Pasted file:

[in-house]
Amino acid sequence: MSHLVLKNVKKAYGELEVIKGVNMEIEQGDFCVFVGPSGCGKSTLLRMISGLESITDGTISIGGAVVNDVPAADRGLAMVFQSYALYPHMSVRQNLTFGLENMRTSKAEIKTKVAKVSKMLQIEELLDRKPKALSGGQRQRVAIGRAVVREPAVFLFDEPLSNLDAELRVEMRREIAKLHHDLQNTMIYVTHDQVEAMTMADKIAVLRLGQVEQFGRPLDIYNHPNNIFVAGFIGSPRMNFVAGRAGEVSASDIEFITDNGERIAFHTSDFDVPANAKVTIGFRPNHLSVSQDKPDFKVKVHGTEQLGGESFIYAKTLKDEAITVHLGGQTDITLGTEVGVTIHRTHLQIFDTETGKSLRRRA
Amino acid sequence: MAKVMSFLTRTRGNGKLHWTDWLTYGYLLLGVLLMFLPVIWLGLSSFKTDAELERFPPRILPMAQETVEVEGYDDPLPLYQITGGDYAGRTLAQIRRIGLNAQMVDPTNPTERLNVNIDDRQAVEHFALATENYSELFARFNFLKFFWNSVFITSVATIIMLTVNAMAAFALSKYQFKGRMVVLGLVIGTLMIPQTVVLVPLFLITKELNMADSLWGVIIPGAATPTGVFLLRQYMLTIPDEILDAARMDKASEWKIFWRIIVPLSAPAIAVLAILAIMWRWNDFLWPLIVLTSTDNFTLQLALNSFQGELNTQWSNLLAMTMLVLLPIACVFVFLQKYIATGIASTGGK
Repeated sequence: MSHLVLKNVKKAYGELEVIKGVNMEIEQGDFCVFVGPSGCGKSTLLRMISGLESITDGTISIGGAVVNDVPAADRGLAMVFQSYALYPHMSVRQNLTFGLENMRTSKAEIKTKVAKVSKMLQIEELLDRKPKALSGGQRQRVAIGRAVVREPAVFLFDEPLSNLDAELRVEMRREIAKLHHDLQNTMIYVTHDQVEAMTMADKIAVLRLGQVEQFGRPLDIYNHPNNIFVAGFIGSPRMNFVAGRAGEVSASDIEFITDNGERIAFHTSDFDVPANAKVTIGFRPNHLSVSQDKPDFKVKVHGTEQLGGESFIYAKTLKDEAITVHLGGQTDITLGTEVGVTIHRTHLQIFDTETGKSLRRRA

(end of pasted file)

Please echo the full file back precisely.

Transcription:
[in-house]
Amino acid sequence: MSHLVLKNVKKAYGELEVIKGVNMEIEQGDFCVFVGPSGCGKSTLLRMISGLESITDGTISIGGAVVNDVPAADRGLAMVFQSYALYPHMSVRQNLTFGLENMRTSKAEIKTKVAKVSKMLQIEELLDRKPKALSGGQRQRVAIGRAVVREPAVFLFDEPLSNLDAELRVEMRREIAKLHHDLQNTMIYVTHDQVEAMTMADKIAVLRLGQVEQFGRPLDIYNHPNNIFVAGFIGSPRMNFVAGRAGEVSASDIEFITDNGERIAFHTSDFDVPANAKVTIGFRPNHLSVSQDKPDFKVKVHGTEQLGGESFIYAKTLKDEAITVHLGGQTDITLGTEVGVTIHRTHLQIFDTETGKSLRRRA
Amino acid sequence: MAKVMSFLTRTRGNGKLHWTDWLTYGYLLLGVLLMFLPVIWLGLSSFKTDAELERFPPRILPMAQETVEVEGYDDPLPLYQITGGDYAGRTLAQIRRIGLNAQMVDPTNPTERLNVNIDDRQAVEHFALATENYSELFARFNFLKFFWNSVFITSVATIIMLTVNAMAAFALSKYQFKGRMVVLGLVIGTLMIPQTVVLVPLFLITKELNMADSLWGVIIPGAATPTGVFLLRQYMLTIPDEILDAARMDKASEWKIFWRIIVPLSAPAIAVLAILAIMWRWNDFLWPLIVLTSTDNFTLQLALNSFQGELNTQWSNLLAMTMLVLLPIACVFVFLQKYIATGIASTGGK
Repeated sequence: MSHLVLKNVKKAYGELEVIKGVNMEIEQGDFCVFVGPSGCGKSTLLRMISGLESITDGTISIGGAVVNDVPAADRGLAMVFQSYALYPHMSVRQNLTFGLENMRTSKAEIKTKVAKVSKMLQIEELLDRKPKALSGGQRQRVAIGRAVVREPAVFLFDEPLSNLDAELRVEMRREIAKLHHDLQNTMIYVTHDQVEAMTMADKIAVLRLGQVEQFGRPLDIYNHPNNIFVAGFIGSPRMNFVAGRAGEVSASDIEFITDNGERIAFHTSDFDVPANAKVTIGFRPNHLSVSQDKPDFKVKVHGTEQLGGESFIYAKTLKDEAITVHLGGQTDITLGTEVGVTIHRTHLQIFDTETGKSLRRRA